Then there was Bill Kennedy.

Ole Bill, the former B-movie actor with the gravelly voice, which was made even croakier thanks to the cigarettes he chain-smoked on the air.

Bill Kennedy, who bellowed into the camera and sat behind a desk in front of faux bookcases. Sometimes Bill …

Pot Disses Kettle

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If George W. Bush thinks you're a nitwit, then what must that mean for you?

If the Republican party picks someone as a VP candidate that the sitting president of its own party finds laughable, then what does that say about the GOP?

Bush, it turns out, had some serious reservations about Sarah Palin's candidacy for vice president, as he learned about it last summer---according to sourced information that was recently released.

"Who is she, the Governor of Guam?," Bush was quoted as saying derisively as White House aides looked on, stunned.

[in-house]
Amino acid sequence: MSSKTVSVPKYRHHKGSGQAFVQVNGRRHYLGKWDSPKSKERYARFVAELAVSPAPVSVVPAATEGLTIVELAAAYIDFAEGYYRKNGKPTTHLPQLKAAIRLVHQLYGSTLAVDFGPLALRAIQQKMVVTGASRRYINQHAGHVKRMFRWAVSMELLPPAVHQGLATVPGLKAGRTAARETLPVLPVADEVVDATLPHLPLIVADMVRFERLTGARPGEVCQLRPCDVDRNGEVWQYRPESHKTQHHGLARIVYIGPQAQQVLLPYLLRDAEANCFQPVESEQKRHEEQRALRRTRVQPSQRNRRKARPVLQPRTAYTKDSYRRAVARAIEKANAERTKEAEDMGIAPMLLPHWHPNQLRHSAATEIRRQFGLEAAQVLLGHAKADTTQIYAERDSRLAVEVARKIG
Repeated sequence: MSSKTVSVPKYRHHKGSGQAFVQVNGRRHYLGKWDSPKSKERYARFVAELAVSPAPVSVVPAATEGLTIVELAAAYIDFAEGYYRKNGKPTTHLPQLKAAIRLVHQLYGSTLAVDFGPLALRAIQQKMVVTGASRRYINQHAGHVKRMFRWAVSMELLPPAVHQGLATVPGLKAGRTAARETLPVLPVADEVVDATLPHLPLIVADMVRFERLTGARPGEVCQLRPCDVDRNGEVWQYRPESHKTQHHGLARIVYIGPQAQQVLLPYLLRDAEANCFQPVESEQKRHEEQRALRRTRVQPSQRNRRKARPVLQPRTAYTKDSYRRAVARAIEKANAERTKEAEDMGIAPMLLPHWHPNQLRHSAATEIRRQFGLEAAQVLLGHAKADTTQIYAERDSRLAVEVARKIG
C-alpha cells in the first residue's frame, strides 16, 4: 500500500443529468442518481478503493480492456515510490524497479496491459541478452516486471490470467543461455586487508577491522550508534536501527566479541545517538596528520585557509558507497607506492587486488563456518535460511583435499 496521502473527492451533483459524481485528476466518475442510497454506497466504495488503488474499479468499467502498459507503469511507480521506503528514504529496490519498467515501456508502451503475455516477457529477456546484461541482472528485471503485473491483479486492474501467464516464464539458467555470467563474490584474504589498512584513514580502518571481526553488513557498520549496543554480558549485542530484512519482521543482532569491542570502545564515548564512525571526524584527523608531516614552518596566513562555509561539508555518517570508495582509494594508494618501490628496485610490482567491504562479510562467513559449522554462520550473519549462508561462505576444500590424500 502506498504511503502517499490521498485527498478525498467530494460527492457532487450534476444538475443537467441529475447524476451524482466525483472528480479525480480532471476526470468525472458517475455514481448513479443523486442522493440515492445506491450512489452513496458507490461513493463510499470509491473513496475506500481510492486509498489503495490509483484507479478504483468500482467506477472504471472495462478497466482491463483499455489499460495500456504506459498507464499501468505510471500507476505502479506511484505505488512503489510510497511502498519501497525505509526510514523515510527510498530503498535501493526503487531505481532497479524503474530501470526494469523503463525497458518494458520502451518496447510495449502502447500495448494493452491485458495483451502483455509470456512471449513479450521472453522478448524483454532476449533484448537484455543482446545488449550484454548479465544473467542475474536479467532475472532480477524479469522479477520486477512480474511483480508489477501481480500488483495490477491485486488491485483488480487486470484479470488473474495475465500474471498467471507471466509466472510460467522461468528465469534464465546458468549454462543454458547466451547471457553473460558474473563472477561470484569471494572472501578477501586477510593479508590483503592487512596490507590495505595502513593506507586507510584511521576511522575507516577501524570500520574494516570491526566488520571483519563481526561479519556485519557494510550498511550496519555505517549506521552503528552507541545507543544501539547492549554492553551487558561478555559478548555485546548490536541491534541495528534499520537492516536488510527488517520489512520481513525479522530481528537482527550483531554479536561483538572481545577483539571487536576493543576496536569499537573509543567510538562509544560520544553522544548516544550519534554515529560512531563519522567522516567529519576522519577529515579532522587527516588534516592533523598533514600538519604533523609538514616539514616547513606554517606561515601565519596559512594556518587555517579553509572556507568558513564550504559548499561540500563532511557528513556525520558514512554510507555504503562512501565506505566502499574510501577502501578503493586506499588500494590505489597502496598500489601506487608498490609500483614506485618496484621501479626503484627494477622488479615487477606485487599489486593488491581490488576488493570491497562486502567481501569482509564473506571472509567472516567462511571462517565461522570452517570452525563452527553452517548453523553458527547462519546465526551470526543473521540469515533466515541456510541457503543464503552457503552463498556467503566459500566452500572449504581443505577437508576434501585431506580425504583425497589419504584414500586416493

"I might have met her once or twice before," the president said.

After joking, Bush then expressed sincere concern.

"This woman is being thrust into a position that she's not ready or prepared for," he said, according to the source. "Let's see her and her family after five days."

Whoa.

John McCain certainly doesn't have to run his VP choice by the sitting president for approval, but the comments by …

Murder in the Backyard

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Twenty-four years ago, I read a book and it scared me half to death. That's what'll happen, when you read about gruesome murders that took place right in your own backyard.

The book was titled "Michigan Murders," by Edward Keyes, and it chronicled---sometimes in gory detail---the killing spree of one John Norman Collins in and around Ann Arbor and Ypsilanti in the late-1960s.